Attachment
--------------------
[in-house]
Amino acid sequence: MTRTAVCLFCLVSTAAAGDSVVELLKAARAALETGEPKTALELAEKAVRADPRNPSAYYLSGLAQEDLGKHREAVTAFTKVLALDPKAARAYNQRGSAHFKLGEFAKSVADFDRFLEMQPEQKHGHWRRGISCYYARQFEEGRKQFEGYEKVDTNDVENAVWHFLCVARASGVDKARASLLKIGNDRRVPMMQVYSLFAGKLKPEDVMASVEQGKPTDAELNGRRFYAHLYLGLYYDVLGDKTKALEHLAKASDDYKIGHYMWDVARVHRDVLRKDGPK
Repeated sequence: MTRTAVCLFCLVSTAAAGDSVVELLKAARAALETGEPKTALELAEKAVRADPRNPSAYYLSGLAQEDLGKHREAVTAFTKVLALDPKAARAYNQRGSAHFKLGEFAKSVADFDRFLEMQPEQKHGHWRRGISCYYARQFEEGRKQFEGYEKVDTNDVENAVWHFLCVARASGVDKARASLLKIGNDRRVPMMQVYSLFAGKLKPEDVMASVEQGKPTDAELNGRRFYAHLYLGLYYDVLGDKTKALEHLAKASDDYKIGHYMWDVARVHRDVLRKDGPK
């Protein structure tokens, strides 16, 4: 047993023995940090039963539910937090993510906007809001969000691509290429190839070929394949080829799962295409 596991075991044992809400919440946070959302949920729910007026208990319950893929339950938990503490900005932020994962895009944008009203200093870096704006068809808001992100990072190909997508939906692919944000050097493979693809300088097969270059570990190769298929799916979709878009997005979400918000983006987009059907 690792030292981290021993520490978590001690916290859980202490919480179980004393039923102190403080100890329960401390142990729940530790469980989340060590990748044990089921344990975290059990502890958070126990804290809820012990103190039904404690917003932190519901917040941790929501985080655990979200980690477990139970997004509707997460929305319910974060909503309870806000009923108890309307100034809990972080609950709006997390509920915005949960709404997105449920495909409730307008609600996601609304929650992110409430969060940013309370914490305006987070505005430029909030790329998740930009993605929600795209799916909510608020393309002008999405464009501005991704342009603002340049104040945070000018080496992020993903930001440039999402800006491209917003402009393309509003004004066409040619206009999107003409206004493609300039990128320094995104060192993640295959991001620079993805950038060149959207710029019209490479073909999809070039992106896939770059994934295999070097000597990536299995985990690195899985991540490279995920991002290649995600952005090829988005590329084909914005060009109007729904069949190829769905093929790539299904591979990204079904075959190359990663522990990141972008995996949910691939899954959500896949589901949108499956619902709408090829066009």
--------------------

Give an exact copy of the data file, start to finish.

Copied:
[in-house]
Amino acid sequence: MTRTAVCLFCLVSTAAAGDSVVELLKAARAALETGEPKTALELAEKAVRADPRNPSAYYLSGLAQEDLGKHREAVTAFTKVLALDPKAARAYNQRGSAHFKLGEFAKSVADFDRFLEMQPEQKHGHWRRGISCYYARQFEEGRKQFEGYEKVDTNDVENAVWHFLCVARASGVDKARASLLKIGNDRRVPMMQVYSLFAGKLKPEDVMASVEQGKPTDAELNGRRFYAHLYLGLYYDVLGDKTKALEHLAKASDDYKIGHYMWDVARVHRDVLRKDGPK
Repeated sequence: MTRTAVCLFCLVSTAAAGDSVVELLKAARAALETGEPKTALELAEKAVRADPRNPSAYYLSGLAQEDLGKHREAVTAFTKVLALDPKAARAYNQRGSAHFKLGEFAKSVADFDRFLEMQPEQKHGHWRRGISCYYARQFEEGRKQFEGYEKVDTNDVENAVWHFLCVARASGVDKARASLLKIGNDRRVPMMQVYSLFAGKLKPEDVMASVEQGKPTDAELNGRRFYAHLYLGLYYDVLGDKTKALEHLAKASDDYKIGHYMWDVARVHRDVLRKDGPK
């Protein structure tokens, strides 16, 4: 047993023995940090039963539910937090993510906007809001969000691509290429190839070929394949080829799962295409 596991075991044992809400919440946070959302949920729910007026208990319950893929339950938990503490900005932020994962895009944008009203200093870096704006068809808001992100990072190909997508939906692919944000050097493979693809300088097969270059570990190769298929799916979709878009997005979400918000983006987009059907 690792030292981290021993520490978590001690916290859980202490919480179980004393039923102190403080100890329960401390142990729940530790469980989340060590990748044990089921344990975290059990502890958070126990804290809820012990103190039904404690917003932190519901917040941790929501985080655990979200980690477990139970997004509707997460929305319910974060909503309870806000009923108890309307100034809990972080609950709006997390509920915005949960709404997105449920495909409730307008609600996601609304929650992110409430969060940013309370914490305006987070505005430029909030790329998740930009993605929600795209799916909510608020393309002008999405464009501005991704342009603002340049104040945070000018080496992020993903930001440039999402800006491209917003402009393309509003004004066409040619206009999107003409206004493609300039990128320094995104060192993640295959991001620079993805950038060149959207710029019209490479073909999809070039992106896939770059994934295999070097000597990536299995985990690195899985991540490279995920991002290649995600952005090829988005590329084909914005060009109007729904069949190829769905093929790539299904591979990204079904075959190359990663522990990141972008995996949910691939899954959500896949589901949108499956619902709408090829066009």